Liveness

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In concurrent computing, liveness refers to a set of properties of concurrent systems, that require a system to make progress despite the fact that its concurrently executing components ("processes") may have to "take turns" in critical sections, parts of the program that cannot be simultaneously run by multiple processes.[1] Liveness guarantees are important properties in operating systems and distributed systems.[2]

A liveness property cannot be violated in a finite execution of a distributed system because the "good" event might only theoretically occur at some time after execution ends. Eventual consistency is an example of a liveness property.[3] All properties can be expressed as the intersection of safety and liveness properties.[4]

Forms of liveness[edit]

Several forms of liveness are recognized. The following ones are defined in terms of a multi-process system that has a critical section, protected by some mutual exclusion (mutex) device. All processes are assumed to correctly use the mutex; progress is defined as finishing execution of the critical section.

  • Freedom from deadlock is a form of liveness, although a weak one. Consider a system with multiple processes and a single critical section, protected by some mutual exclusion device. Such a system is said to be deadlock-free if, when a group of processes is competing for access to the critical section at some point in time, then some process eventually makes progress at a later point in time. That process need not belong to the aforementioned group; it might have gained access at an earlier or even later moment.[5]
  • Freedom from starvation (or "finite bypass") is a stronger liveness guarantee than deadlock-freedom. It states that all processes vying for access to the critical region eventually make progress. Any starvation-free system is also deadlock-free.[5]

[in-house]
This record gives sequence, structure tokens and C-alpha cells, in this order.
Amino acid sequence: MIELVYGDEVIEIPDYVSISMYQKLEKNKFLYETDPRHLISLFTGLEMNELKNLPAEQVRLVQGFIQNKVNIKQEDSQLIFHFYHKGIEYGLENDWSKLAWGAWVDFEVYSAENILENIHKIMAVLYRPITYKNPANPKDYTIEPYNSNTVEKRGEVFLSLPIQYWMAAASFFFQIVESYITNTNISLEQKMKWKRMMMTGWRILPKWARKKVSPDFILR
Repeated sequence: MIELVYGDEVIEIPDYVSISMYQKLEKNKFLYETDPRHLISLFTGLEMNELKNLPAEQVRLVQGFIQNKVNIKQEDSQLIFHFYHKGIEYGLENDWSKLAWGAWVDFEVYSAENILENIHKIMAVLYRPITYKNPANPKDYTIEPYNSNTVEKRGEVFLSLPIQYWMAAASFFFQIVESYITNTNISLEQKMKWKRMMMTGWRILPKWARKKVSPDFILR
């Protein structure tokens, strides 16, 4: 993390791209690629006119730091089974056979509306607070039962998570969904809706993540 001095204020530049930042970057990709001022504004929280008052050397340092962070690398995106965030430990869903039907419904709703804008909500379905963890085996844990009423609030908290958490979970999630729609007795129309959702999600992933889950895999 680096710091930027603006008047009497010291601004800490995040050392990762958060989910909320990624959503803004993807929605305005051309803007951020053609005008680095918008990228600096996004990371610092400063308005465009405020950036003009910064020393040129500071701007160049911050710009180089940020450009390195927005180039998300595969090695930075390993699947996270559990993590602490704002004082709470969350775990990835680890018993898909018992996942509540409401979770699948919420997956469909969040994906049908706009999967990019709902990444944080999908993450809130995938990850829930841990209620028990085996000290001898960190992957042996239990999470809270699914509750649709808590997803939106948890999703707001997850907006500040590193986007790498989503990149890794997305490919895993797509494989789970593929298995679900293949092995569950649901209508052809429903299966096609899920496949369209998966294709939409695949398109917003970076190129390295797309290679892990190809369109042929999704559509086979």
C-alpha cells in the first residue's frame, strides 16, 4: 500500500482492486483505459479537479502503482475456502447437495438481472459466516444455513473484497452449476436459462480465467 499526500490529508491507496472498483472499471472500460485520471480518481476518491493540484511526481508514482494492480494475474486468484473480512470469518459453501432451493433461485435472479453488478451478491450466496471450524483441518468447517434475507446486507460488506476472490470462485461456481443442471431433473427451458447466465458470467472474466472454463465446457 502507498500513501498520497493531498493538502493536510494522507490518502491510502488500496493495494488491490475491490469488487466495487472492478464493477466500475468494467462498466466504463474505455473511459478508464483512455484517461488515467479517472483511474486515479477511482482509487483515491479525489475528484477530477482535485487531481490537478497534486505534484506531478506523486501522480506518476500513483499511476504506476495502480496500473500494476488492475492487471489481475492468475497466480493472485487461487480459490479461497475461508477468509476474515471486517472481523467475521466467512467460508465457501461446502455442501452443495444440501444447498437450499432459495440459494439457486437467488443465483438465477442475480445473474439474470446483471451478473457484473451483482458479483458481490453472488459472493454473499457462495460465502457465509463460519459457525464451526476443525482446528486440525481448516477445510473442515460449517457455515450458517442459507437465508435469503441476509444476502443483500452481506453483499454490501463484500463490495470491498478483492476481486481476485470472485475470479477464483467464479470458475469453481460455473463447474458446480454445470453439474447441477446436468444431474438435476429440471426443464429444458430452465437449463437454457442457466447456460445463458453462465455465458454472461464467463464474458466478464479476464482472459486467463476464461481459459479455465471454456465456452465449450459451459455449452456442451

• Stronger still is the requirement of bounded bypass. This means that, if n processes are competing for access to the critical region, then each process makes progress after being bypassed at most f(n) times by other processes for some function f.[5]

See also[edit]

References[edit]

  1. ^ Lamport, L. (1977). "Proving the Correctness of Multiprocess Programs". IEEE Transactions on Software Engineering (2): 125–143. doi:10.1109/TSE.1977.229904. 
  2. ^ Luís Rodrigues, Christian Cachin; Rachid Guerraoui (2010). Introduction to reliable and secure distributed programming (2. ed.). Berlin: Springer Berlin. pp. 22–24. ISBN 978-3-642-15259-7. 
  3. ^ Bailis, P.; Ghodsi, A. (2013). "Eventual Consistency Today: Limitations, Extensions, and Beyond". Queue. 11 (3): 20. doi:10.1145/2460276.2462076. 
  4. ^ Alpern, B.; Schneider, F. B. (1987). "Recognizing safety and liveness". Distributed Computing. 2 (3): 117. doi:10.1007/BF01782772. 
  5. ^ a b c Raynal, Michel (2012). Concurrent Programming: Algorithms, Principles, and Foundations. Springer Science & Business Media. pp. 10–11. ISBN 3642320279.